The latest trials are under way at University Hospitals of Leicester and Cambridge’s Papworth Hospital on the nanotechnology device that employs Field Asymmetric Ion Mobility Spectrometry (FAIMS) to detect chemicals at the very low quantities found in breath. Originally invented to detect explosives in airports, the technology has now been developed for medical use. Data from Cancer research UK shows that lung cancer survival is 75% in Stage 1 patients but only 5% in Stage 4 patients.
A goal of this project is to detect lung cancer earlier and save 10,000 lives by 2020 and £254 million in NHS healthcare costs. Billy Boyle, co-founder and President of Operations at Owlstone Ltd, said: ‘If you could change only one thing in the fight against cancer, it would be to detect the disease earlier, where existing treatments are already proven to save lives. FAIMS technology has the potential to bring a quick and easy-to-use breath test to the GP’s office. ‘The human body makes chemicals: a lot of them are just normal, everyday chemicals, but with cancer and other diseases the cells start to make chemicals differently. By programming the chips in software to look for these different characteristic signatures and chemical markers, you can programme it to look for a range of different diseases.’ Breath test technology is a growing area and has the advantage of being convenient and non-invasive, avoiding the cost and discomfort of biopsies.
Dr Salman Siddiqui, a clinical senior lecturer and adult chest physician at the University of Leicester and Glenfield Hospital lead the Leicester study; trial results are expected in early 2016. ‘This project will seek to identify and evaluate biomarkers in order to improve the accuracy and reliability of breath diagnostic methods,’ Siddiqui explained. ‘We will also be aiming to establish FAIMS as a faster, less expensive and more portable alternative to gas chromatography-mass spectrometry (GC-MS) for breath diagnosis applications.’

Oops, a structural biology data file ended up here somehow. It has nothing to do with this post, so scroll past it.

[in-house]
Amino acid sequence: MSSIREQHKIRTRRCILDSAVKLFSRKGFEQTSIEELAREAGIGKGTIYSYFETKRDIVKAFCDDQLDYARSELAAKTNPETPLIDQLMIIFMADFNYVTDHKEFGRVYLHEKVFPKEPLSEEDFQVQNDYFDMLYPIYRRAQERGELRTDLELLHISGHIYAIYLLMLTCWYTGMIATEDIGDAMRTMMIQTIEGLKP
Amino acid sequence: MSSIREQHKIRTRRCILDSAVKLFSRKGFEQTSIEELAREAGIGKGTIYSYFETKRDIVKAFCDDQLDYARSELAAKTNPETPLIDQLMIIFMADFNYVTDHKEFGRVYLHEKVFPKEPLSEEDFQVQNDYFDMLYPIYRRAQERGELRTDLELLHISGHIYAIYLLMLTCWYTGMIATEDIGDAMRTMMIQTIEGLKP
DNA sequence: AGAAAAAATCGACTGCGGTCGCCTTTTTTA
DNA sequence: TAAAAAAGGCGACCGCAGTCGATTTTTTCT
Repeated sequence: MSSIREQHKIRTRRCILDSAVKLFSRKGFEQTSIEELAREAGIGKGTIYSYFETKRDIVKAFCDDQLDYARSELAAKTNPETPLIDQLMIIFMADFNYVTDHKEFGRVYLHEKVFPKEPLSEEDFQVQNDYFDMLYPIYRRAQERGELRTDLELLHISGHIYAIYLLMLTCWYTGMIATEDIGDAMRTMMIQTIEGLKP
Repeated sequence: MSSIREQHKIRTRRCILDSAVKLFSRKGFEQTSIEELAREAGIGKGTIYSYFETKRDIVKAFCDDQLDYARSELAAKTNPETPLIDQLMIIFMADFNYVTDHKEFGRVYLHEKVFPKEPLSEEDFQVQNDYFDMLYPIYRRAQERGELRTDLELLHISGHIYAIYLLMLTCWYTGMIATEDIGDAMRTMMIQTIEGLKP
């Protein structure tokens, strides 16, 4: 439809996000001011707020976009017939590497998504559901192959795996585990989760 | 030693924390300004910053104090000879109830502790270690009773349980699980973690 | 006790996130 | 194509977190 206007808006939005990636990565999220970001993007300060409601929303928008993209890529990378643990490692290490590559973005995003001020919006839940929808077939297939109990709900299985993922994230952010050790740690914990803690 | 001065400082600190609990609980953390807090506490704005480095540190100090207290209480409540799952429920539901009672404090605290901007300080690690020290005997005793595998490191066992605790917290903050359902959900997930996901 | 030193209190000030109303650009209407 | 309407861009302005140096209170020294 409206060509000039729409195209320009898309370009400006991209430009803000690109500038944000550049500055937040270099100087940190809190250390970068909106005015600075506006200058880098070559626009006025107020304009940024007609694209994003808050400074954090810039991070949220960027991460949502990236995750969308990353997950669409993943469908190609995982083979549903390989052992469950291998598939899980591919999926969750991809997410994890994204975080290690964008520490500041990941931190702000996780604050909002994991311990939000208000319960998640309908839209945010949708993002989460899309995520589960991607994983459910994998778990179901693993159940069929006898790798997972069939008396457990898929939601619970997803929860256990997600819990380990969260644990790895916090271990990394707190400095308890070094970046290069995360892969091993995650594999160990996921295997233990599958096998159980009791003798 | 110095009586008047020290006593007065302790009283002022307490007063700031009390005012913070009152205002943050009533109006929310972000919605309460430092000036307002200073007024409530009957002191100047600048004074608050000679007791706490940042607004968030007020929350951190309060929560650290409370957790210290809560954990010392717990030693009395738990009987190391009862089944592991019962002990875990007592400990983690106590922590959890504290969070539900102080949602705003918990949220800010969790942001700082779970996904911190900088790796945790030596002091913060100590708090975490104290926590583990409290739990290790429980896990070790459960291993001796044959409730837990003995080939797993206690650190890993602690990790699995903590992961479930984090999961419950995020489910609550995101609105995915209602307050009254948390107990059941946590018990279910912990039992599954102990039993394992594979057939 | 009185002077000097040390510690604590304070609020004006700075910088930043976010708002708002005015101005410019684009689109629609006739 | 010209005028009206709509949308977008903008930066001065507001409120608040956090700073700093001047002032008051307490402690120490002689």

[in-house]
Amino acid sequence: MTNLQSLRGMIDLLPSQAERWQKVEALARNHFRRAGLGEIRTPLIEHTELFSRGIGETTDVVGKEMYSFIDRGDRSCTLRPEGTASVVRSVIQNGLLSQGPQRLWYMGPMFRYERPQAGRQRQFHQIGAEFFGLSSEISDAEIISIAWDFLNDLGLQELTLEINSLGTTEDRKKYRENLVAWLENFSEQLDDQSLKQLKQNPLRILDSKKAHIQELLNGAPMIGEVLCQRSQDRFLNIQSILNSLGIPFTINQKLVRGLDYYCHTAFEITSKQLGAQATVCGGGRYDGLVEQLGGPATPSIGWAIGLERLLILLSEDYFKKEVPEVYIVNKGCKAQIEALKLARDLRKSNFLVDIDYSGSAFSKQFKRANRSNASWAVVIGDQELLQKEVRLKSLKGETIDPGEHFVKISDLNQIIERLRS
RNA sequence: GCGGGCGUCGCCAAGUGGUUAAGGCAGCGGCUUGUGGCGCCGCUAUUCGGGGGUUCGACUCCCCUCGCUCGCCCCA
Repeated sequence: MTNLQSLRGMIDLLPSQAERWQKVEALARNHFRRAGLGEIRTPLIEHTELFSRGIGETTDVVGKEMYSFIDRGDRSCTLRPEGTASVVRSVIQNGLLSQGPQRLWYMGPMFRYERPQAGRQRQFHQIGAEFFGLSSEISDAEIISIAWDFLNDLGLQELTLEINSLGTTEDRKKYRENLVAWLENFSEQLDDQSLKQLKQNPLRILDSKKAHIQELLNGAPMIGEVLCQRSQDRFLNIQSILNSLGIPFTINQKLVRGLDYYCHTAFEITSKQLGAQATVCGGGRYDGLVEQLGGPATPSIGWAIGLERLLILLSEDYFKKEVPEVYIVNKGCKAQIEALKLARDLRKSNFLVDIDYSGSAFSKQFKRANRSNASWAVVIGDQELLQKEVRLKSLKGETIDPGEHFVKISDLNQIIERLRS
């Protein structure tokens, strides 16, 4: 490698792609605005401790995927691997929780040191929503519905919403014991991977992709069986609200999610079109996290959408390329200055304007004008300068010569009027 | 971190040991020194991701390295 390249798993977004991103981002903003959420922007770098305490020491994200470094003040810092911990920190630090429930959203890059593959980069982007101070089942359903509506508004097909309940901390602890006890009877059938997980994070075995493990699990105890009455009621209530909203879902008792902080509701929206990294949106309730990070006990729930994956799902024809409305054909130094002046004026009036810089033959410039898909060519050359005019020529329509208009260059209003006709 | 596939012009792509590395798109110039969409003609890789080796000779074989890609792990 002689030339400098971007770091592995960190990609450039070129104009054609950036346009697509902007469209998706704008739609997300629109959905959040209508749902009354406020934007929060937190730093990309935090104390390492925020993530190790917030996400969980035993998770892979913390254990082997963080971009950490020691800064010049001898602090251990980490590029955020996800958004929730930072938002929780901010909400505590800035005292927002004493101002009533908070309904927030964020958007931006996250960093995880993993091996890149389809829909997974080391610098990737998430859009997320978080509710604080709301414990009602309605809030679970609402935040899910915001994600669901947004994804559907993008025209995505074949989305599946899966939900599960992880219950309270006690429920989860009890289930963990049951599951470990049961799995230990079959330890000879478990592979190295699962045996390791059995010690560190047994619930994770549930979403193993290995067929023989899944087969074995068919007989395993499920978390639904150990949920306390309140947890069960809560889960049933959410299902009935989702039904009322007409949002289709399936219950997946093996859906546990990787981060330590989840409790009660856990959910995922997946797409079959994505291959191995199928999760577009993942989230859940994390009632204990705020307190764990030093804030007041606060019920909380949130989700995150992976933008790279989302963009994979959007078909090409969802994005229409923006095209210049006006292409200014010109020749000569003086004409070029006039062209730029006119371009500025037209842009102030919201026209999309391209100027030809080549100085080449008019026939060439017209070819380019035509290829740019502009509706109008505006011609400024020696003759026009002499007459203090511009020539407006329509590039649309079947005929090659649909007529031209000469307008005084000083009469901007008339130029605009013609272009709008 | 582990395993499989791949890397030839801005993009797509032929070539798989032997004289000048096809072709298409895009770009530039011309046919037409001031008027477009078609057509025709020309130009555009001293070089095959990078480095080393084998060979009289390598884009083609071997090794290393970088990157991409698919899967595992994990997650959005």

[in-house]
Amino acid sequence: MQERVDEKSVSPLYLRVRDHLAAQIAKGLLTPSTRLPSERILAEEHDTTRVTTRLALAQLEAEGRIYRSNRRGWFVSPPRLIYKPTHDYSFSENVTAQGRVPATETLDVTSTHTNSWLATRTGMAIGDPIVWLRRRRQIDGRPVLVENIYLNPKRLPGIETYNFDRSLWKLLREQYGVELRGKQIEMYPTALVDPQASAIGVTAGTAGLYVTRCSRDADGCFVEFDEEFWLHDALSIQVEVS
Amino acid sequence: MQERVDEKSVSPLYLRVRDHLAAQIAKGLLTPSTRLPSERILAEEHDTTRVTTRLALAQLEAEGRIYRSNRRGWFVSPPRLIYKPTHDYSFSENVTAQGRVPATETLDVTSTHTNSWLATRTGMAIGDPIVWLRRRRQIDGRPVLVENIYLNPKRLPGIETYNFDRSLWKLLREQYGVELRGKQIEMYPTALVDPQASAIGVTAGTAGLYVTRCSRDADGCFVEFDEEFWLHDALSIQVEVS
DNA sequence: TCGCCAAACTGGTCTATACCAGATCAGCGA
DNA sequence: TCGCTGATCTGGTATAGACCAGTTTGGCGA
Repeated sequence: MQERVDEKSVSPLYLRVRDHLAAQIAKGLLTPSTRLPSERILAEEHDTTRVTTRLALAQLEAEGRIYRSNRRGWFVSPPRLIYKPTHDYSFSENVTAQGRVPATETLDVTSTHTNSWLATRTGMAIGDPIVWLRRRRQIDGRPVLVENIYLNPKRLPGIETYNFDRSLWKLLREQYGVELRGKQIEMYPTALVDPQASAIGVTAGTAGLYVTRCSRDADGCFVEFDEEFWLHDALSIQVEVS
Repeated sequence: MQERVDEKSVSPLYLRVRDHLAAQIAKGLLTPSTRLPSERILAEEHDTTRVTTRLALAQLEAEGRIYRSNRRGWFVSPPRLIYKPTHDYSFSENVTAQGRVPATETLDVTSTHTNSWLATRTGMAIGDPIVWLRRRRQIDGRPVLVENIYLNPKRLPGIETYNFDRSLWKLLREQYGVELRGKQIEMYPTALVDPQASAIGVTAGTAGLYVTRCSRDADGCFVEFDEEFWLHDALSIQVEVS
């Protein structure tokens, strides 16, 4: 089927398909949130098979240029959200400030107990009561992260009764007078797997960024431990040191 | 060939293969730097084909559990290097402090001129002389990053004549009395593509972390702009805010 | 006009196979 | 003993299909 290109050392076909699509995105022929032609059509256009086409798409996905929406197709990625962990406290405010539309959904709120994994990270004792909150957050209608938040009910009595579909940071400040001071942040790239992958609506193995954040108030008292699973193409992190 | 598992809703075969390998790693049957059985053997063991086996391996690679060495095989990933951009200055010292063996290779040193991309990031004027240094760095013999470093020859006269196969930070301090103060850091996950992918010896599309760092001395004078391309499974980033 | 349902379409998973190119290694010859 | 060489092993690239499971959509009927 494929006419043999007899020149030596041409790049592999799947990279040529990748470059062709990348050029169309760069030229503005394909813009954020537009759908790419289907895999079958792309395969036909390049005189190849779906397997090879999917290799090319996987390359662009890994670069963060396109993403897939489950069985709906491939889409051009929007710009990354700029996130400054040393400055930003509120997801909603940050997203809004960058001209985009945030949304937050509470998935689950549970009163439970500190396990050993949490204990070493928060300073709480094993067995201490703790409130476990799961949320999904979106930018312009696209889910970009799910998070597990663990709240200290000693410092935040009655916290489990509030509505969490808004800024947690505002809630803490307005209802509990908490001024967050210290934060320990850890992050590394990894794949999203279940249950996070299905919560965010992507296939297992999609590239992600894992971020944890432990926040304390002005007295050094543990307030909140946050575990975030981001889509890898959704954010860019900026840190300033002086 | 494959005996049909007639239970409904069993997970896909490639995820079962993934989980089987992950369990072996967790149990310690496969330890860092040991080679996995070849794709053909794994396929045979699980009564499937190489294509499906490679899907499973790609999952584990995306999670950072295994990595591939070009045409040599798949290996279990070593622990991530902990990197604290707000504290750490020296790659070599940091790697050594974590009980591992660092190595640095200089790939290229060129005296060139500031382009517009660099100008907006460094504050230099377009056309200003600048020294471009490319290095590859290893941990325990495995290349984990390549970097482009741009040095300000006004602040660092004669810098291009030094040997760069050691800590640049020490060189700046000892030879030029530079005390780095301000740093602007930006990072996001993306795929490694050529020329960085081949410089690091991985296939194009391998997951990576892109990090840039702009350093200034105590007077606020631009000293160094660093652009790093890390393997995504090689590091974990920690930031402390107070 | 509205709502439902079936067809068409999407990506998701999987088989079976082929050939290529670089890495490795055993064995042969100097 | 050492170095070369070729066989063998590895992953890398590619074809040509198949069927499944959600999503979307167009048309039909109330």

In a separate breakthrough, researchers in Israel are using nano-array analysis to identify key volatile organic compounds, which could be used to screen for early detection of stomach cancer. The technology senses minute changes in the levels of particular compounds in exhaled breath and accurately identifies high-risk changes that herald the development of stomach cancer.
The research, led by Professor Hossam Haick from the Department of Chemical Engineering and Russell Berrie Nanotechnology Institute in Haifa, also suggests that the technology could be used not only to test for the presence of stomach cancer, but also to monitor those at high risk of subsequently developing the disease. Gastric cancer develops in a series of well-defined steps, but there is currently no effective, reliable, and non-invasive screening test for picking up these changes early on.
Nano-array analysis is accurate, highly sensitive and cost-effective and its ability to accurately differentiate between low and high-risk changes would avoid unnecessary endoscopies and enable any progression to cancer or signs of disease recurrence to be monitored. A large trial, involving thousands of patients, is now underway in Europe to test the technology’s suitability as a screening method.